Cancer Research UK has joined forces with two peer organisations in Italy and Spain to fund half a dozen R&D projects – and to show that Brexit need not be a hindrance to UK-EU cooperation.
The link-up with Italy’s AIRC (Associazione Italiana per la Ricerca sul Cancro) and Spain’s FC AECC (Asociación Española Contra el Cáncer) will direct around £30m (around $40m) in funding towards translational research projects in cancer and particularly immuno-oncology.
The awards will cover six projects, all operating under the banner of the Accelerator Award programme and will run over five years. Two are being led by teams in the UK, three in Italy and one in Spain.
As the UK and EU work to form a new relationship after Brexit, the awards are an example of how funding organisations are seeking to continue to collaborate post-Brexit to drive research forward,” said CRUK in a statement.
One UK project – called HUNTER – is getting £5m to look into immunotherapies for liver cancer and will be led by Newcastle University. It aims to develop a network of EU and UK clinicians and scientists specialising in hepatocellular carcinoma (HCC), the most common form of liver cancer, who will examine the immune environment in liver cancer and see if immunotherapies can be a treatment option.
Another £5m project led by CRUK’s Beatson Institute in Glasgow – ARCCelerate – will concentrate on finding new ways to deliver personalised therapy for bowel cancers. The project will try to identify ways to stratify patients into groups based on drug targets, to lower the risks for those recruited into clinical trials and also reduce the need for animal research.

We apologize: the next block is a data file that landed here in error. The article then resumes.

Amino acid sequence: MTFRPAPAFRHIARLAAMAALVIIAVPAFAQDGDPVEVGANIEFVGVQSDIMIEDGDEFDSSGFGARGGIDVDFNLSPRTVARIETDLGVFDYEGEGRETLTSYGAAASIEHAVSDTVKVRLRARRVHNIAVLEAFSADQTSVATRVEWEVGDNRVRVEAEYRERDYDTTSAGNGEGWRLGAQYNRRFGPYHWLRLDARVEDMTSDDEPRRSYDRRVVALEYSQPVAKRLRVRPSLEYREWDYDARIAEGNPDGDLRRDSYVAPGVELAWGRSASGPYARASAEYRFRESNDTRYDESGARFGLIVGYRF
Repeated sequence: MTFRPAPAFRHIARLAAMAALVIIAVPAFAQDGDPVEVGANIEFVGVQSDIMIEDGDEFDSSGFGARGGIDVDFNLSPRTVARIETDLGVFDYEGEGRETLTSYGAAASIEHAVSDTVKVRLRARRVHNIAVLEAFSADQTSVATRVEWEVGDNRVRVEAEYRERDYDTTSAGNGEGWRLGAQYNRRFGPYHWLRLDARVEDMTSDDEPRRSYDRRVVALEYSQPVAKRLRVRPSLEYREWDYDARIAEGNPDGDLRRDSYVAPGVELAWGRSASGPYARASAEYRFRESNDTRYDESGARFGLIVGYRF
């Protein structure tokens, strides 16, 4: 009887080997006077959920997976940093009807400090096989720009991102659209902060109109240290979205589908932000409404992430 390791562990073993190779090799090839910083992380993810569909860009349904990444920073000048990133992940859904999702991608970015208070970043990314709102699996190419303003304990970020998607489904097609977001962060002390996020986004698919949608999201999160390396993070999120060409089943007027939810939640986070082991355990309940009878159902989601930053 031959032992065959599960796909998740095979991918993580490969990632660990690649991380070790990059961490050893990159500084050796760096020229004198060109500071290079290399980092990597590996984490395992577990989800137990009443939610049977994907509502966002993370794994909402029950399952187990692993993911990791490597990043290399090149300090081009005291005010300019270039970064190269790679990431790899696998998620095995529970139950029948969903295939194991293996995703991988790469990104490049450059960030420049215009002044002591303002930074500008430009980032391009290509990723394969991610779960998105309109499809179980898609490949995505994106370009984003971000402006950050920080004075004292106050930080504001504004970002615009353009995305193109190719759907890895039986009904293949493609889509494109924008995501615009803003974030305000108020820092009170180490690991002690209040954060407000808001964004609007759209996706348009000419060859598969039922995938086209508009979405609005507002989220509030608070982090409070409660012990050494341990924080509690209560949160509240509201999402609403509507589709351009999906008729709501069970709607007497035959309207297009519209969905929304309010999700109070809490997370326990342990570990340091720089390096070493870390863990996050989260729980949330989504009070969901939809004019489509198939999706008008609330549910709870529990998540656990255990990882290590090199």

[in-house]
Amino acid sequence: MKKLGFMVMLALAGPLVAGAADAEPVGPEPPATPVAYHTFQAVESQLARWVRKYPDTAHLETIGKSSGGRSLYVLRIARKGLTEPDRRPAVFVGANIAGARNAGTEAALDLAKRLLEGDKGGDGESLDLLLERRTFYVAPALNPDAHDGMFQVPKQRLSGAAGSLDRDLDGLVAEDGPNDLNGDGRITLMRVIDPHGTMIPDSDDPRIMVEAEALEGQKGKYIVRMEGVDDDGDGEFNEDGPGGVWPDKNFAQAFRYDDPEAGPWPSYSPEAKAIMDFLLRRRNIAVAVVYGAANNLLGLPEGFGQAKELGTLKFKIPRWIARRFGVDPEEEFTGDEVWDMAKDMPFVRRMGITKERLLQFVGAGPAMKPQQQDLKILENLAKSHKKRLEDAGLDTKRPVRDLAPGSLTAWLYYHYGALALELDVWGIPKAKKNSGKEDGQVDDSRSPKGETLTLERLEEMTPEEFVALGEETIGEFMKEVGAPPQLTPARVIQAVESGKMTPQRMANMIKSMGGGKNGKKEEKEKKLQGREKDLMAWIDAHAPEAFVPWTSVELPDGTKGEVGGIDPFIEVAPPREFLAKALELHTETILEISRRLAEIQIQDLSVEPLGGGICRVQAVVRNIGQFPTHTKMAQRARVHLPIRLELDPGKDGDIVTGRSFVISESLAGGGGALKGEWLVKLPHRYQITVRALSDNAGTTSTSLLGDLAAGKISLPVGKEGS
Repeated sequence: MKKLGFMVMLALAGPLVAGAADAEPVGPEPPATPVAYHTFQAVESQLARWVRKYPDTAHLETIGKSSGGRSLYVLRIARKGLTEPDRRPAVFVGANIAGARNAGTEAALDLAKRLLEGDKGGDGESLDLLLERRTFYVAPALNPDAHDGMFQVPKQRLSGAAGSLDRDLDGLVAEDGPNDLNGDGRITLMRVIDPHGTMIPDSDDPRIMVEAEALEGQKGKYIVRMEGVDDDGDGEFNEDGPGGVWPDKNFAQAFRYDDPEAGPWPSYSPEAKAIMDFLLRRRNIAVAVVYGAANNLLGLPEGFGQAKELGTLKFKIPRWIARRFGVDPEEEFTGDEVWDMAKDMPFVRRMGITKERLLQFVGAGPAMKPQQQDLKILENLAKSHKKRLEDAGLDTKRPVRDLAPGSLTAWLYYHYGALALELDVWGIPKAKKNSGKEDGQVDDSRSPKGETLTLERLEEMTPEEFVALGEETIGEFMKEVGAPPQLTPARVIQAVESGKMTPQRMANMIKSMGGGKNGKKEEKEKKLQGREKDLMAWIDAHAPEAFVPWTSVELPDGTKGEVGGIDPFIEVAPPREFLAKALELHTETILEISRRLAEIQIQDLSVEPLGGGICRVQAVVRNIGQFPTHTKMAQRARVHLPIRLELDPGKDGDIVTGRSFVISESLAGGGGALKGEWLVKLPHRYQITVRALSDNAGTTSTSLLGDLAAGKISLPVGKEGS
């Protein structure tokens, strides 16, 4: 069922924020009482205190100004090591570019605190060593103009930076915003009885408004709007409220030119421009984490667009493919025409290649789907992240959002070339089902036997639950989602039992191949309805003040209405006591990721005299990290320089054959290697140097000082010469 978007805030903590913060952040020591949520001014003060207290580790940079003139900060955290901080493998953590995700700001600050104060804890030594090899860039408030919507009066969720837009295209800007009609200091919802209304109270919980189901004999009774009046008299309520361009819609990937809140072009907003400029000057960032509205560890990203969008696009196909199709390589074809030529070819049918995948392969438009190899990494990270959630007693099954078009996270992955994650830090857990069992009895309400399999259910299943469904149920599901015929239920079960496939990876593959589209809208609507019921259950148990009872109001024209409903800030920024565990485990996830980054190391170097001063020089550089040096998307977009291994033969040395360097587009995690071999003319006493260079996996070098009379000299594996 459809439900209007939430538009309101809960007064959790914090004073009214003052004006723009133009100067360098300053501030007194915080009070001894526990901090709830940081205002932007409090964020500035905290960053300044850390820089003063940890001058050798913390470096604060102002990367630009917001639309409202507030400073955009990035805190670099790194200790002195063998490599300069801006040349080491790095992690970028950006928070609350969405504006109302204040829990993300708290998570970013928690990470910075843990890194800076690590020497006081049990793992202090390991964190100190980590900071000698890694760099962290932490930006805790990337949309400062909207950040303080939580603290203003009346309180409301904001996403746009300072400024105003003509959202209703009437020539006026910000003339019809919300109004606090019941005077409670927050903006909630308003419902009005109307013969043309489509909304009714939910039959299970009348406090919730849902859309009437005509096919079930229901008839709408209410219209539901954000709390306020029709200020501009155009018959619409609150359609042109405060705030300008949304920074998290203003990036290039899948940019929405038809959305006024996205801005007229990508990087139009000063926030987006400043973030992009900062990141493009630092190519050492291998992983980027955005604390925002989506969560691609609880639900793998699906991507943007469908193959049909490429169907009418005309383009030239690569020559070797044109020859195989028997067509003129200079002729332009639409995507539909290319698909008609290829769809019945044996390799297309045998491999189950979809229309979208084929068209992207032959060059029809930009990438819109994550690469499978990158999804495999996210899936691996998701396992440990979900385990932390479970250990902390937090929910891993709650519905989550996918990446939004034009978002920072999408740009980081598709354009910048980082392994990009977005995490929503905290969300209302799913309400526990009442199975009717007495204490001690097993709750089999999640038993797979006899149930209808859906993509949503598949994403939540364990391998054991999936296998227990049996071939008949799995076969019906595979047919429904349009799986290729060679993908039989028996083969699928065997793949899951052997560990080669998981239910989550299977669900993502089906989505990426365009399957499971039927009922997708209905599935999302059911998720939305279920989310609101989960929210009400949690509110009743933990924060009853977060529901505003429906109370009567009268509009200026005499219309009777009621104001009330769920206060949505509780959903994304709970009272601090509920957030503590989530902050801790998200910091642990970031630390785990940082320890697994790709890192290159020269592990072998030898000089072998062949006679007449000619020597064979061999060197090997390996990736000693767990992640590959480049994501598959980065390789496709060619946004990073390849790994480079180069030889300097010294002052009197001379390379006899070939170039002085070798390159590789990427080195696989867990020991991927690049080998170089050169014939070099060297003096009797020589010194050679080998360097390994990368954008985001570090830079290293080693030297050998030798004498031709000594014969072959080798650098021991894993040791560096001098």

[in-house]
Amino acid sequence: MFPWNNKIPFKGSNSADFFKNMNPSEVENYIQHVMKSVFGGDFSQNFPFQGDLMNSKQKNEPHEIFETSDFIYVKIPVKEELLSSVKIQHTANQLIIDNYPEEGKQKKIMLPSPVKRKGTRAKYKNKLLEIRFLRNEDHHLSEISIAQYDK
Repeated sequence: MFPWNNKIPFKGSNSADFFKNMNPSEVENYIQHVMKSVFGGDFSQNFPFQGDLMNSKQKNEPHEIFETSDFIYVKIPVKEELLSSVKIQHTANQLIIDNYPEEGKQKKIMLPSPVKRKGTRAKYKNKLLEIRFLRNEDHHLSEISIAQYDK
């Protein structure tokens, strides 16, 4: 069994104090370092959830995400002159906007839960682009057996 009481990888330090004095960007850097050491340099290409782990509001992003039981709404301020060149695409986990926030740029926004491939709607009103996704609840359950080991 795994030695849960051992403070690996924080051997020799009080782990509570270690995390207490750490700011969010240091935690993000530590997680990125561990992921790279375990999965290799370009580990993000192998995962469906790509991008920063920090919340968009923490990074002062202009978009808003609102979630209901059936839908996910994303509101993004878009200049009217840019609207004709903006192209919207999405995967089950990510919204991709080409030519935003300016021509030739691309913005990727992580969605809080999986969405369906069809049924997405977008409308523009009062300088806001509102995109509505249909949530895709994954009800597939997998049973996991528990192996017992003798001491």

In Italy, the University of Milan-Bicocca will run the £4.5m INCAR project tasked with supporting research into CAR T-cell therapy, and making them easier to manufacture and so more accessible to patients.
Researchers at Fondazione Centro San Raffaele are getting a £4.8m grant to track cancer cell evolution in organoids, clusters of cells that behave similarly to cells in human organs, to reveal insights about drug resistace and predict treatment options for relapsed patients.
The University of Trento is leading on a project worth around £5m to develop a blood test for advanced prostate cancer treatment selection that can be used to stratify patients into personalised treatment arms in clinical trials.
And finally, in Spain, the Clinica Universidad de Navarra is getting £4.8m to investigate mechanisms of resistance in blood cancers and identify new treatment approaches.
“No single organisation or country is going to beat cancer on its own,” commented Dr Iain Foulkes, executive director of research and innovation at CRUK.
“Research must be prioritised as the UK builds a new relationship with the EU, as much-needed breakthroughs in treatment are dependent on collective action from the international research community.
“Our Accelerator Award funding will lay the groundwork for a Europe and UK research pipeline, boosting our life sciences industry, and ensuring basic biological research translates into new innovative treatments in future.”
CRUK recently published a report alongside seven other medical research funders and charities calling for close ties between the UK and EU27 post-Brexit on areas such as collaborative research, clinical trials and training.